The ultimate success of COP26 and the ability to limit warming to 1.5 degrees will depend on implementation and what can be done if targets are not met. Whilst under the 2015 Paris Agreement, signatories committed to keep global warming ‘well below’ 2 degrees, how countries decide to do this is up to them. Before COP26, countries were required to submit their plans, known as nationally determined contributions (NDCs), but the language of the agreement on the content of these is vague. The Paris Agreement includes no mandatory targets for individual countries or sectors and no penalty mechanisms on an international level. This position has not changed with the Glasgow Pact. The system is based on multilateralism and states are supposed to cooperate to meet the pledges
, for example through climate finance initiatives that direct funding from richer nations to poorer ones. Yet the pledge made by the wealthiest nations at COP15 in Copenhagen
, to provide US$100 billion a year to support the least wealthy by 2020 has been pushed to 2022 and the climate finance clauses of the COP26 pledge remained the most contentious
How can litigation help in the climate fight?
Reputation on the global stage may be one incentive for larger, wealthier states to meet their commitments. Domestically, where legal and political processes have been perceived as inadequate, increasingly individuals have resorted to the courts and climate change-related cases have more than doubled since 2015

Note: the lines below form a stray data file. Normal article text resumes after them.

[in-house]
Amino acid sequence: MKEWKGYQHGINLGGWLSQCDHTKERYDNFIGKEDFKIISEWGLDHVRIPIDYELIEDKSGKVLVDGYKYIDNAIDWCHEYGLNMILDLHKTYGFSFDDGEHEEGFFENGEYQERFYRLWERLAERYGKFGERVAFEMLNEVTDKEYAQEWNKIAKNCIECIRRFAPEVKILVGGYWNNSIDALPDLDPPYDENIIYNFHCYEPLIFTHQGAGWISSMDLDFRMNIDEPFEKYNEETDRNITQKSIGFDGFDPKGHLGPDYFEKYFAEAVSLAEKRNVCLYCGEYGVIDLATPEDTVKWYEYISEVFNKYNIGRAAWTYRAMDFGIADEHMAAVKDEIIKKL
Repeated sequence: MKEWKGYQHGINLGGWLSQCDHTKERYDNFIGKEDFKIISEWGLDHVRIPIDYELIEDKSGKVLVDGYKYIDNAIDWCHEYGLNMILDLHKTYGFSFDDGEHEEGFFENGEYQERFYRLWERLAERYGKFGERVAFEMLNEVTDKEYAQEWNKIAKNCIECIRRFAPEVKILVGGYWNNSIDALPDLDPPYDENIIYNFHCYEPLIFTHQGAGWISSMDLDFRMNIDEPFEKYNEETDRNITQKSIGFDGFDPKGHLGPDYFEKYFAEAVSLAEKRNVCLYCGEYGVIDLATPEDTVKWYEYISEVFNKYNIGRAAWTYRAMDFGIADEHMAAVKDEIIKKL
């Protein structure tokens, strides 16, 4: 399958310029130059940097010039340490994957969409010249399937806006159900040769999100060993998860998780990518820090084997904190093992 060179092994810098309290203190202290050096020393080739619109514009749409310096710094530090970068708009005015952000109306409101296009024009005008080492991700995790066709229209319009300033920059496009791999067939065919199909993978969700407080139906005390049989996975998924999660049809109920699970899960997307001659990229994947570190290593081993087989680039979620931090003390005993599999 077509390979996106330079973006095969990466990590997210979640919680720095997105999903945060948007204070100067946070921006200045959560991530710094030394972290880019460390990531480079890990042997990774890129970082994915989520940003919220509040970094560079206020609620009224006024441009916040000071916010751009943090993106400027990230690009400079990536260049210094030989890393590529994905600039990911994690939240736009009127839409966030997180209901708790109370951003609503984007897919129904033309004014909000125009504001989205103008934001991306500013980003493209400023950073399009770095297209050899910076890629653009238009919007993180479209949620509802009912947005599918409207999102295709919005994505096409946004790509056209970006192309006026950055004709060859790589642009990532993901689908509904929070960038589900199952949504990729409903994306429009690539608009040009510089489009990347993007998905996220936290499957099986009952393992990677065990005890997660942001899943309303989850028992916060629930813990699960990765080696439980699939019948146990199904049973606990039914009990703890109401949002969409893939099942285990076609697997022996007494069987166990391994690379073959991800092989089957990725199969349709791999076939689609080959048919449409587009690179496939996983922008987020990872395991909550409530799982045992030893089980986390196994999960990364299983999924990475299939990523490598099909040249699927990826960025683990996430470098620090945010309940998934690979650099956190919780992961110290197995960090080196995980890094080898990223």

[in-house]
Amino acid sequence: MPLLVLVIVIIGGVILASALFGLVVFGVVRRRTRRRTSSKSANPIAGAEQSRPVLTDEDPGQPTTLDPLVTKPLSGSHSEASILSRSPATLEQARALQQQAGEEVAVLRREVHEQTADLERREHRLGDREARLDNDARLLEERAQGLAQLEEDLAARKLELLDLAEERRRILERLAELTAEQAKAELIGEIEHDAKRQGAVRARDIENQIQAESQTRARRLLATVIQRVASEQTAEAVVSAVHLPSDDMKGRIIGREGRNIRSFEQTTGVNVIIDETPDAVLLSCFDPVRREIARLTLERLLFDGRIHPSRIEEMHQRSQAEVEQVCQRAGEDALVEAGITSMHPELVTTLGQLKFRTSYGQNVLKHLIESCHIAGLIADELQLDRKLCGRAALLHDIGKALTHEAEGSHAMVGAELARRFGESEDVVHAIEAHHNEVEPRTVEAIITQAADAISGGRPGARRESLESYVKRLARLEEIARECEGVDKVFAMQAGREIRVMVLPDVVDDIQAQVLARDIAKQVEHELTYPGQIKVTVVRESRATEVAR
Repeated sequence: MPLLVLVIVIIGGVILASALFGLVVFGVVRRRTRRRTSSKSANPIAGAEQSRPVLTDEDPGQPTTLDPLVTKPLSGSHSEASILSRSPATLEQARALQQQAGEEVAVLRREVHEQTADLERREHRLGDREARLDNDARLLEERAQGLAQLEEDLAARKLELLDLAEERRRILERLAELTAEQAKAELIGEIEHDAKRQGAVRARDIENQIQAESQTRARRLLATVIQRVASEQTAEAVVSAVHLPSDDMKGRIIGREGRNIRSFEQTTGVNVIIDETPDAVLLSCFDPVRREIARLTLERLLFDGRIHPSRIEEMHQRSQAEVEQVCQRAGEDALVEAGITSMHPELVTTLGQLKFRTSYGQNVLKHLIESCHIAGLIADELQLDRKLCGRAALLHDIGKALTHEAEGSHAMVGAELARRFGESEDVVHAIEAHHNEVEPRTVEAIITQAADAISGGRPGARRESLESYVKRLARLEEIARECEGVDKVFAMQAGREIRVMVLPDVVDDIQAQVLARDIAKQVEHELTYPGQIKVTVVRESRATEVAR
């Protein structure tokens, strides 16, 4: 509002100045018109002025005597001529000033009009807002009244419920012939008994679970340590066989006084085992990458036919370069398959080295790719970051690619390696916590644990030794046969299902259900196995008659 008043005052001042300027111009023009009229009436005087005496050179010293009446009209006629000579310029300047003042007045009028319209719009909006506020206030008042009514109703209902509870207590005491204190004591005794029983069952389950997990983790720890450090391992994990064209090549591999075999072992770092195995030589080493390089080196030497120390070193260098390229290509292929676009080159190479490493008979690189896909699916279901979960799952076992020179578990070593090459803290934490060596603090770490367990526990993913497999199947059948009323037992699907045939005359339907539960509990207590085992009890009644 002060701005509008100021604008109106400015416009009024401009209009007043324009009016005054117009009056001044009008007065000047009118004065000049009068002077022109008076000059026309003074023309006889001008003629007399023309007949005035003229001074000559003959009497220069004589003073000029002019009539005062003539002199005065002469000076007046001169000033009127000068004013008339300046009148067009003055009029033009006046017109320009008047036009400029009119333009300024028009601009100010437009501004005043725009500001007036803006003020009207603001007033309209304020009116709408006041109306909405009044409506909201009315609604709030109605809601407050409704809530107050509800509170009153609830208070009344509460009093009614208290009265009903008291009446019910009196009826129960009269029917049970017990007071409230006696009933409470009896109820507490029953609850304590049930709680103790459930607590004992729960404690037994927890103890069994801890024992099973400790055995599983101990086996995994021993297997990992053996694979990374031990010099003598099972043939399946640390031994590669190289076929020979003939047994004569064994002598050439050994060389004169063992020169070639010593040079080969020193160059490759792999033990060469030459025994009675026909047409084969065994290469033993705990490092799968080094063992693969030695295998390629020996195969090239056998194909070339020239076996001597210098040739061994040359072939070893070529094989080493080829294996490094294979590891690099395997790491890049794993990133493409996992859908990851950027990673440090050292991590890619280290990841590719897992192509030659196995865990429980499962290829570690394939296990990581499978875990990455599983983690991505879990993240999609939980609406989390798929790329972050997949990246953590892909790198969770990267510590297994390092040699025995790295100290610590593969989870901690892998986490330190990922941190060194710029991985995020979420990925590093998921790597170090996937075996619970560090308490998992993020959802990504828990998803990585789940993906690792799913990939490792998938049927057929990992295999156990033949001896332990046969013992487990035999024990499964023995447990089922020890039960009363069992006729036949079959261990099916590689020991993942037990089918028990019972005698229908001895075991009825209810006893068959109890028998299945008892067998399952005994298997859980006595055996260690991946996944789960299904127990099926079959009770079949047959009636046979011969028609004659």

. A current challenge to The Oil and Gas Authority (OGA) Strategy
, which the claimants, represented by Leigh Day, argue, amongst other things, conflicts with the UK’s legal climate obligations, is due to be heard in the London High Court on 8 and 9 December.
The UK is the first major economy to have put a 2050 net zero emissions target into law
, representing the UK’s national contribution to the Paris Agreement. Given the important role of businesses in tackling climate change, climate change-related litigation has also targeted companies. The landmark judgment in the Dutch case of Milieudefensie v Shell
in May 2021 is one of the most recent examples and was the first time a court found that a corporation had a duty to mitigate climate change.
Consequently, if adequate measures are not forthcoming, governments risk finding themselves forced to defend their decisions not to act in accordance with their international climate commitments, not only at the negotiating table, but also in the court room. As is evident from the growing number of cases against the private sector, where state action is insufficient, litigation is also used as a tool to ensure corporations do their part in the fight against climate change – perhaps with greater impact than the voluntary corporate action otherwise so enthusiastically celebrated at COP26.